D. The Congressional Grant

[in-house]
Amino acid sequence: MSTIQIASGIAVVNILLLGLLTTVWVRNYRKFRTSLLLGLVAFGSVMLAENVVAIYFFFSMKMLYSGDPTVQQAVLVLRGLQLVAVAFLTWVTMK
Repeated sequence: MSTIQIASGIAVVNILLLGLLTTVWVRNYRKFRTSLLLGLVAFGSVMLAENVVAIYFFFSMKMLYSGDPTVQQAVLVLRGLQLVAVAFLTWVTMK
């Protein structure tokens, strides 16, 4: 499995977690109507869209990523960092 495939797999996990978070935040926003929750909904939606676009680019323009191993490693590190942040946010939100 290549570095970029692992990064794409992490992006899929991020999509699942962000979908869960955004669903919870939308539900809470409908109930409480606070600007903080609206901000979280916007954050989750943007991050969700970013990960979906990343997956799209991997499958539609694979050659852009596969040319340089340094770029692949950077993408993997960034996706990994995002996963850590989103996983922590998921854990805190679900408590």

In the spring of 2001, Orr and Robin Hult, another Orr associate, met in Washington D.C. with Katherine Moore and Jennifer Dolin, both employed by the EPA to oversee grant management. Dolin and Moore explained the grant process and the importance of the grant narrative in accomplishing the release of funds. Moore also told Orr that he needed to submit written proof that NAFF was authorized to use Octane's patented fuel. In the grant narrative, Orr represented that, based on the NIPER data, the fuel to be tested had already demonstrated great strides in positive environmental implications, including reduced emissions and better gas mileage. Orr did not disclose that the patent was in his name; nor did he tell the EPA staff of his personal connection with Octane or that the formula was his creation. The grant was approved and the disbursements began.